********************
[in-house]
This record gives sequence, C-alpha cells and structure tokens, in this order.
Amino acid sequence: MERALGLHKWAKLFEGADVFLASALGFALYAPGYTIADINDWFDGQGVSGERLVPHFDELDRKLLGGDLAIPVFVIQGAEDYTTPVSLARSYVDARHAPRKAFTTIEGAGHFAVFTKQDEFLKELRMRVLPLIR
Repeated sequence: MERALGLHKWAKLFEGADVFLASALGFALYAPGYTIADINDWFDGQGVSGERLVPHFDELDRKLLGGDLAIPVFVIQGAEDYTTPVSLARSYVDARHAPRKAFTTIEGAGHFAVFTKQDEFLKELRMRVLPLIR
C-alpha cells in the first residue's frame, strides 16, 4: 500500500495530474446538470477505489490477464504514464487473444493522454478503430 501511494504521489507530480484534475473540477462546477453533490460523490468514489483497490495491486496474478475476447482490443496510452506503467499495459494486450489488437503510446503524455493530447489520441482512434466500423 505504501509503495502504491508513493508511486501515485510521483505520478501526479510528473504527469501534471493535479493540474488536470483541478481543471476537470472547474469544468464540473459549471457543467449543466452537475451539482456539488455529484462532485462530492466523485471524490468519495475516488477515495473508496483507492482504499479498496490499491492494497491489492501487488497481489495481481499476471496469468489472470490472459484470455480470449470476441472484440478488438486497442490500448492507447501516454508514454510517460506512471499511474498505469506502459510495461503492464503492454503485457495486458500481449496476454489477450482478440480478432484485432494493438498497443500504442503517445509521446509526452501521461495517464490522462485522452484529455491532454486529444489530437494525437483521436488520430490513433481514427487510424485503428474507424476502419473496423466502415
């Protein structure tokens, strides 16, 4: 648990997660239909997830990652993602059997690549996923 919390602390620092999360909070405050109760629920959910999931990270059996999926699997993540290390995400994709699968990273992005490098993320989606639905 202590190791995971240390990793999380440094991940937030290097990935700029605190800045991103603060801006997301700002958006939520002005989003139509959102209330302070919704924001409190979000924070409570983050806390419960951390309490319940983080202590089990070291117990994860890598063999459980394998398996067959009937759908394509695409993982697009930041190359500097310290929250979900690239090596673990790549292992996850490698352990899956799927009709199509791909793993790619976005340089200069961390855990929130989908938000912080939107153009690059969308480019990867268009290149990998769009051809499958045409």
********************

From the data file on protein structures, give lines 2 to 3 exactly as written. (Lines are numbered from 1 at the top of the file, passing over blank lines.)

This record gives sequence, C-alpha cells and structure tokens, in this order.
Amino acid sequence: MERALGLHKWAKLFEGADVFLASALGFALYAPGYTIADINDWFDGQGVSGERLVPHFDELDRKLLGGDLAIPVFVIQGAEDYTTPVSLARSYVDARHAPRKAFTTIEGAGHFAVFTKQDEFLKELRMRVLPLIR